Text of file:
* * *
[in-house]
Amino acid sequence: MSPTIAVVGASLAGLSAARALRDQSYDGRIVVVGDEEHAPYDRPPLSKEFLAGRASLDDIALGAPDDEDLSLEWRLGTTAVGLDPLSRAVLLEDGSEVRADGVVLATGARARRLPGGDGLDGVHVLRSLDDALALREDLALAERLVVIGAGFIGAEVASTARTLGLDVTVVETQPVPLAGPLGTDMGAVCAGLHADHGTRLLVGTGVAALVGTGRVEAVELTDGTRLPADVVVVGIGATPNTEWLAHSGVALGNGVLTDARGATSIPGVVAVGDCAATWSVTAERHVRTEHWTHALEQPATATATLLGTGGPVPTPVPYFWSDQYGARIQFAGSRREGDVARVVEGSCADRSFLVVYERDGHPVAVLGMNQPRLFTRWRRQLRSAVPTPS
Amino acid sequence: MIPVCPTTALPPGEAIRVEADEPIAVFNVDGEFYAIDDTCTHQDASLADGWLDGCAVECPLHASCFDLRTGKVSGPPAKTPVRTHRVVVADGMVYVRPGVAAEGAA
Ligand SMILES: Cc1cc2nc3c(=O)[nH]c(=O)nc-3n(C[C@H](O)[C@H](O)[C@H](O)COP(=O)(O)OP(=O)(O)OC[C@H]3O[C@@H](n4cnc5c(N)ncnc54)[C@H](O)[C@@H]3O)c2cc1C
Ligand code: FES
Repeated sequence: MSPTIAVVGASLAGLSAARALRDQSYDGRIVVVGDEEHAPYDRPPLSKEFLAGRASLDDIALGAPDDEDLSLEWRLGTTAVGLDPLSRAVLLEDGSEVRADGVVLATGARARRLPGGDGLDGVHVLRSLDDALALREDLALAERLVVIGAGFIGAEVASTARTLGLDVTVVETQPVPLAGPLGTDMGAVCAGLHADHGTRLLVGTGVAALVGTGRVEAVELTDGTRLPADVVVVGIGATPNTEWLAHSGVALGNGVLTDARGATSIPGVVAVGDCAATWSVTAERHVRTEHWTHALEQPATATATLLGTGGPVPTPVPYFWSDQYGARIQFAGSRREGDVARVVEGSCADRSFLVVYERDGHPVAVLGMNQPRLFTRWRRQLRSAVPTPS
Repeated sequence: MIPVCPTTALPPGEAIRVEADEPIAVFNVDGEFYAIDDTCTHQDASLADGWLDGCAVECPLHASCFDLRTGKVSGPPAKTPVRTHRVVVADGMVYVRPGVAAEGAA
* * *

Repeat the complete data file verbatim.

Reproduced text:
[in-house]
Amino acid sequence: MSPTIAVVGASLAGLSAARALRDQSYDGRIVVVGDEEHAPYDRPPLSKEFLAGRASLDDIALGAPDDEDLSLEWRLGTTAVGLDPLSRAVLLEDGSEVRADGVVLATGARARRLPGGDGLDGVHVLRSLDDALALREDLALAERLVVIGAGFIGAEVASTARTLGLDVTVVETQPVPLAGPLGTDMGAVCAGLHADHGTRLLVGTGVAALVGTGRVEAVELTDGTRLPADVVVVGIGATPNTEWLAHSGVALGNGVLTDARGATSIPGVVAVGDCAATWSVTAERHVRTEHWTHALEQPATATATLLGTGGPVPTPVPYFWSDQYGARIQFAGSRREGDVARVVEGSCADRSFLVVYERDGHPVAVLGMNQPRLFTRWRRQLRSAVPTPS
Amino acid sequence: MIPVCPTTALPPGEAIRVEADEPIAVFNVDGEFYAIDDTCTHQDASLADGWLDGCAVECPLHASCFDLRTGKVSGPPAKTPVRTHRVVVADGMVYVRPGVAAEGAA
Ligand SMILES: Cc1cc2nc3c(=O)[nH]c(=O)nc-3n(C[C@H](O)[C@H](O)[C@H](O)COP(=O)(O)OP(=O)(O)OC[C@H]3O[C@@H](n4cnc5c(N)ncnc54)[C@H](O)[C@@H]3O)c2cc1C
Ligand code: FES
Repeated sequence: MSPTIAVVGASLAGLSAARALRDQSYDGRIVVVGDEEHAPYDRPPLSKEFLAGRASLDDIALGAPDDEDLSLEWRLGTTAVGLDPLSRAVLLEDGSEVRADGVVLATGARARRLPGGDGLDGVHVLRSLDDALALREDLALAERLVVIGAGFIGAEVASTARTLGLDVTVVETQPVPLAGPLGTDMGAVCAGLHADHGTRLLVGTGVAALVGTGRVEAVELTDGTRLPADVVVVGIGATPNTEWLAHSGVALGNGVLTDARGATSIPGVVAVGDCAATWSVTAERHVRTEHWTHALEQPATATATLLGTGGPVPTPVPYFWSDQYGARIQFAGSRREGDVARVVEGSCADRSFLVVYERDGHPVAVLGMNQPRLFTRWRRQLRSAVPTPS
Repeated sequence: MIPVCPTTALPPGEAIRVEADEPIAVFNVDGEFYAIDDTCTHQDASLADGWLDGCAVECPLHASCFDLRTGKVSGPPAKTPVRTHRVVVADGMVYVRPGVAAEGAA